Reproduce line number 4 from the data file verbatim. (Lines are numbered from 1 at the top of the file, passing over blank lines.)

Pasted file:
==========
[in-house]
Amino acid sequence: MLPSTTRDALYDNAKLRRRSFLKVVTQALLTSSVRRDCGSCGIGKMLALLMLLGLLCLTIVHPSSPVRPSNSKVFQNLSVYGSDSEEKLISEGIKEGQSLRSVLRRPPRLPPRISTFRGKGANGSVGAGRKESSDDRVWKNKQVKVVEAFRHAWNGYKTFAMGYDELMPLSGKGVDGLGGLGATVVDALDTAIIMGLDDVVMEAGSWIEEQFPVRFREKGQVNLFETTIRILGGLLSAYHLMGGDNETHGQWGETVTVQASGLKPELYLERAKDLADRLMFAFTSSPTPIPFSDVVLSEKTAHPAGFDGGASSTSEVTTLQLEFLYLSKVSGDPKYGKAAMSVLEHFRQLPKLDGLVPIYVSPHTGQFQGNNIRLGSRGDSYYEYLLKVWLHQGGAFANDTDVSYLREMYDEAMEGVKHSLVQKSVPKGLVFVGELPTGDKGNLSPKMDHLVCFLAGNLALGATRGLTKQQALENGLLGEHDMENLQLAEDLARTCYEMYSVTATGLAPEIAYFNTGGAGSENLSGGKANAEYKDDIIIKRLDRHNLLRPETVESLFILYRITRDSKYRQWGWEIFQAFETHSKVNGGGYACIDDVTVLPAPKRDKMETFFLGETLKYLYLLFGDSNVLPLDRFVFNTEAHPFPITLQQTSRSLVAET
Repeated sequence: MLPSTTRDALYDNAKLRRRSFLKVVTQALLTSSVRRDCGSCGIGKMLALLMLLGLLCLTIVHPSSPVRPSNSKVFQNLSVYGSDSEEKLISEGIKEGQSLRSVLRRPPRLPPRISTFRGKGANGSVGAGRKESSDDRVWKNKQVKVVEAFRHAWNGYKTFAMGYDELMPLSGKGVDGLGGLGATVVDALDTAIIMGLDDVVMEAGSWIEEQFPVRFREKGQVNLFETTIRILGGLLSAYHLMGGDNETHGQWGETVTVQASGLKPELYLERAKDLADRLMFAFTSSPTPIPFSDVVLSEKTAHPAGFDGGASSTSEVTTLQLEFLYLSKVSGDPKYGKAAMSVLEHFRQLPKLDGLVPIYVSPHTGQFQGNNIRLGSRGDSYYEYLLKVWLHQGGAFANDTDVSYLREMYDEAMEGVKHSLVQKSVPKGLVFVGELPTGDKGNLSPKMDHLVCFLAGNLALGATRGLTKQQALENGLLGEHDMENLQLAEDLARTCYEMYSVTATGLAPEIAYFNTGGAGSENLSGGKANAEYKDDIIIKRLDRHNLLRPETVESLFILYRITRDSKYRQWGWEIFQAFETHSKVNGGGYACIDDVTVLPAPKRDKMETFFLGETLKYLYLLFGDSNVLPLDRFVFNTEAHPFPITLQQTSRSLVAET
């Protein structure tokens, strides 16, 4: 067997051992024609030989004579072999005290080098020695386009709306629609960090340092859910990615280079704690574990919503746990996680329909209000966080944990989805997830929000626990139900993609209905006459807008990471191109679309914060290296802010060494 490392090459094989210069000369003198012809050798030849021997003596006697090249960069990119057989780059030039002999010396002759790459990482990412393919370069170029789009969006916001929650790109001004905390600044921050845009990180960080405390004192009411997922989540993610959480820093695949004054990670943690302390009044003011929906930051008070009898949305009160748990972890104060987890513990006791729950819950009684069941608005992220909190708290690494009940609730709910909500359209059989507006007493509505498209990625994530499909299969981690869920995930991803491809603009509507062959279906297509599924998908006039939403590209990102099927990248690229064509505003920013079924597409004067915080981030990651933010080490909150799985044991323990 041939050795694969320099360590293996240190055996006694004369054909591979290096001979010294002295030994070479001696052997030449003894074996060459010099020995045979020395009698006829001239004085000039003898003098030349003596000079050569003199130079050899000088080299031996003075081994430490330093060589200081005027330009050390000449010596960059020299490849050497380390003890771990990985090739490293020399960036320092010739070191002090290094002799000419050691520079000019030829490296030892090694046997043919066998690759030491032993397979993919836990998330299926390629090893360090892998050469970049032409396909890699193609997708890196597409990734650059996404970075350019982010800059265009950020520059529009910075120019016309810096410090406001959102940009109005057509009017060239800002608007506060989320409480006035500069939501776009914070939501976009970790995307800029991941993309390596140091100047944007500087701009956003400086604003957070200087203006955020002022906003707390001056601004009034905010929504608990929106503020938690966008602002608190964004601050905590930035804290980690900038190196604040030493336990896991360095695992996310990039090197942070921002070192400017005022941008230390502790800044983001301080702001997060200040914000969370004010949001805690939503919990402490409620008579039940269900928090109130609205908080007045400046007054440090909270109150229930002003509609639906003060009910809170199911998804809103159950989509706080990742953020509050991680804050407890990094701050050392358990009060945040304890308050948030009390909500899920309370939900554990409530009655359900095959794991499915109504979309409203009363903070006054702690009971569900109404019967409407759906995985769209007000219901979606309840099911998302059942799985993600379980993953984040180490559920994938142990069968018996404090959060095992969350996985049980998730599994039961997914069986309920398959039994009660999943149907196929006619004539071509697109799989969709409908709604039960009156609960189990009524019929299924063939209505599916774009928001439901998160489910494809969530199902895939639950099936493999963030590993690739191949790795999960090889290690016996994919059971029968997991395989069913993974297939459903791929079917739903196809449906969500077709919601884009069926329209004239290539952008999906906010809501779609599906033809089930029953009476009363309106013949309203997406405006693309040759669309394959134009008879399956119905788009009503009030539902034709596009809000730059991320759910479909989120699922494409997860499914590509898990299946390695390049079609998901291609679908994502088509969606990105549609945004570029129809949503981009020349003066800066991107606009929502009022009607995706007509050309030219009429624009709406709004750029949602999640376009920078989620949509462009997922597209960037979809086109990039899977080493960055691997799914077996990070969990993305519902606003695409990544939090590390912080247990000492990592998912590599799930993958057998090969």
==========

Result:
């Protein structure tokens, strides 16, 4: 067997051992024609030989004579072999005290080098020695386009709306629609960090340092859910990615280079704690574990919503746990996680329909209000966080944990989805997830929000626990139900993609209905006459807008990471191109679309914060290296802010060494 490392090459094989210069000369003198012809050798030849021997003596006697090249960069990119057989780059030039002999010396002759790459990482990412393919370069170029789009969006916001929650790109001004905390600044921050845009990180960080405390004192009411997922989540993610959480820093695949004054990670943690302390009044003011929906930051008070009898949305009160748990972890104060987890513990006791729950819950009684069941608005992220909190708290690494009940609730709910909500359209059989507006007493509505498209990625994530499909299969981690869920995930991803491809603009509507062959279906297509599924998908006039939403590209990102099927990248690229064509505003920013079924597409004067915080981030990651933010080490909150799985044991323990 041939050795694969320099360590293996240190055996006694004369054909591979290096001979010294002295030994070479001696052997030449003894074996060459010099020995045979020395009698006829001239004085000039003898003098030349003596000079050569003199130079050899000088080299031996003075081994430490330093060589200081005027330009050390000449010596960059020299490849050497380390003890771990990985090739490293020399960036320092010739070191002090290094002799000419050691520079000019030829490296030892090694046997043919066998690759030491032993397979993919836990998330299926390629090893360090892998050469970049032409396909890699193609997708890196597409990734650059996404970075350019982010800059265009950020520059529009910075120019016309810096410090406001959102940009109005057509009017060239800002608007506060989320409480006035500069939501776009914070939501976009970790995307800029991941993309390596140091100047944007500087701009956003400086604003957070200087203006955020002022906003707390001056601004009034905010929504608990929106503020938690966008602002608190964004601050905590930035804290980690900038190196604040030493336990896991360095695992996310990039090197942070921002070192400017005022941008230390502790800044983001301080702001997060200040914000969370004010949001805690939503919990402490409620008579039940269900928090109130609205908080007045400046007054440090909270109150229930002003509609639906003060009910809170199911998804809103159950989509706080990742953020509050991680804050407890990094701050050392358990009060945040304890308050948030009390909500899920309370939900554990409530009655359900095959794991499915109504979309409203009363903070006054702690009971569900109404019967409407759906995985769209007000219901979606309840099911998302059942799985993600379980993953984040180490559920994938142990069968018996404090959060095992969350996985049980998730599994039961997914069986309920398959039994009660999943149907196929006619004539071509697109799989969709409908709604039960009156609960189990009524019929299924063939209505599916774009928001439901998160489910494809969530199902895939639950099936493999963030590993690739191949790795999960090889290690016996994919059971029968997991395989069913993974297939459903791929079917739903196809449906969500077709919601884009069926329209004239290539952008999906906010809501779609599906033809089930029953009476009363309106013949309203997406405006693309040759669309394959134009008879399956119905788009009503009030539902034709596009809000730059991320759910479909989120699922494409997860499914590509898990299946390695390049079609998901291609679908994502088509969606990105549609945004570029129809949503981009020349003066800066991107606009929502009022009607995706007509050309030219009429624009709406709004750029949602999640376009920078989620949509462009997922597209960037979809086109990039899977080493960055691997799914077996990070969990993305519902606003695409990544939090590390912080247990000492990592998912590599799930993958057998090969």